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11. Security > 11.4. The DNS Security Extensions

The DNS Security Extensions

TSIG, which we described earlier in this chapter, is well suited to securing the communications between two nameservers or between an updater and a nameserver. However, it won’t protect you if one of your nameservers is compromised: if someone breaks into the host that runs one of your nameservers, he may also gain access to its TSIG keys. Moreover, because TSIG uses shared secrets, it isn’t practical to configure TSIG among many nameservers. You couldn’t use TSIG to secure your nameservers’ communications with arbitrary nameservers on the Internet because you can’t distribute and manage that many keys.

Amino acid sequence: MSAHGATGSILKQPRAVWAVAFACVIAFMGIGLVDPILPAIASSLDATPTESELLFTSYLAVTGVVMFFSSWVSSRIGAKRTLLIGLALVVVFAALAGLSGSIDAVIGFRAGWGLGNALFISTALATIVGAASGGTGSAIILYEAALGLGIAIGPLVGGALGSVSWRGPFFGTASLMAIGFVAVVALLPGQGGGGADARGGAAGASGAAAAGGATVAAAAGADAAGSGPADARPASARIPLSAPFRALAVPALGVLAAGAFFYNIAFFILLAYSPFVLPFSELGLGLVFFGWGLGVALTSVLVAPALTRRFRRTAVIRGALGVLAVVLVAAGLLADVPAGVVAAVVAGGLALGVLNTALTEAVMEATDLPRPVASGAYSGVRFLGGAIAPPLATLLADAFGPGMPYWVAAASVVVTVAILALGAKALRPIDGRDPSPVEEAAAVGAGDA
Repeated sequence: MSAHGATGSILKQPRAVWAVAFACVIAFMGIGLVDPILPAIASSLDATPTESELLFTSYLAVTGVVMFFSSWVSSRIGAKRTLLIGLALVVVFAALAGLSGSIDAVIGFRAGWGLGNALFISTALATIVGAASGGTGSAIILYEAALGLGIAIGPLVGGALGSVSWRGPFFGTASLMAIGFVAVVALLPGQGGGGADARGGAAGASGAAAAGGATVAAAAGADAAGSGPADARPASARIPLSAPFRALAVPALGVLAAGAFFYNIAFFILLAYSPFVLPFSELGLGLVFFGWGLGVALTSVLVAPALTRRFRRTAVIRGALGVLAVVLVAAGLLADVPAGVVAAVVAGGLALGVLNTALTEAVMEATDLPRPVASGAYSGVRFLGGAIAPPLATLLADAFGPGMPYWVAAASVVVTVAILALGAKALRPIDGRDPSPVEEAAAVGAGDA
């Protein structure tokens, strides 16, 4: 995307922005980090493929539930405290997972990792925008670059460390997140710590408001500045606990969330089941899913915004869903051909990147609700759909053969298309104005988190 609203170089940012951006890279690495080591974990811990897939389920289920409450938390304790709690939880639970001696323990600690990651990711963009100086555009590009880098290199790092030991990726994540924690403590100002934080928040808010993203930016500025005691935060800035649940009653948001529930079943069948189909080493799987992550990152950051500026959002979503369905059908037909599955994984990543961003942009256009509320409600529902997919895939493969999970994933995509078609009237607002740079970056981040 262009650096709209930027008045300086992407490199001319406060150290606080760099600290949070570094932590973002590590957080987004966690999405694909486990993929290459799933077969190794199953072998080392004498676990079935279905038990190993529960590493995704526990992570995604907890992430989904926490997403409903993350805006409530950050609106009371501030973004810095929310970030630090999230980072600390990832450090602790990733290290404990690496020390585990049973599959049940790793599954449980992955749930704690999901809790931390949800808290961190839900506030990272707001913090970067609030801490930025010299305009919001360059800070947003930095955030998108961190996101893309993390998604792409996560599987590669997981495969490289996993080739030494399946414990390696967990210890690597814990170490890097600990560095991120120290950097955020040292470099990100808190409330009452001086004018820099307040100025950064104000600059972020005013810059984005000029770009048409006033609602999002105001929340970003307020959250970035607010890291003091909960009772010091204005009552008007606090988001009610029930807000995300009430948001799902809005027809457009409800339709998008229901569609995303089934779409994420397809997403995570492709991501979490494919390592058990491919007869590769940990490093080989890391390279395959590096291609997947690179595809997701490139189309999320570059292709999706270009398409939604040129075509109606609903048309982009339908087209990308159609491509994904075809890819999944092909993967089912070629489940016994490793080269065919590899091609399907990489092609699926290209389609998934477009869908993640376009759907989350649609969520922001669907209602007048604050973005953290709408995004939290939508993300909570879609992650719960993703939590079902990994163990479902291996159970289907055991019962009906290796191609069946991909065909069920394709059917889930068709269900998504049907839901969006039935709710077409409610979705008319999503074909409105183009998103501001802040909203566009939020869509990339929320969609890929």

The most common way to deal with key management problems like these is to use public-key cryptography. The DNS Security Extensions (DNSSEC), described in RFCs 4033, 4034, and 4035, use public-key cryptography to enable zone administrators to digitally sign their zone data, thereby proving its authenticity.


  

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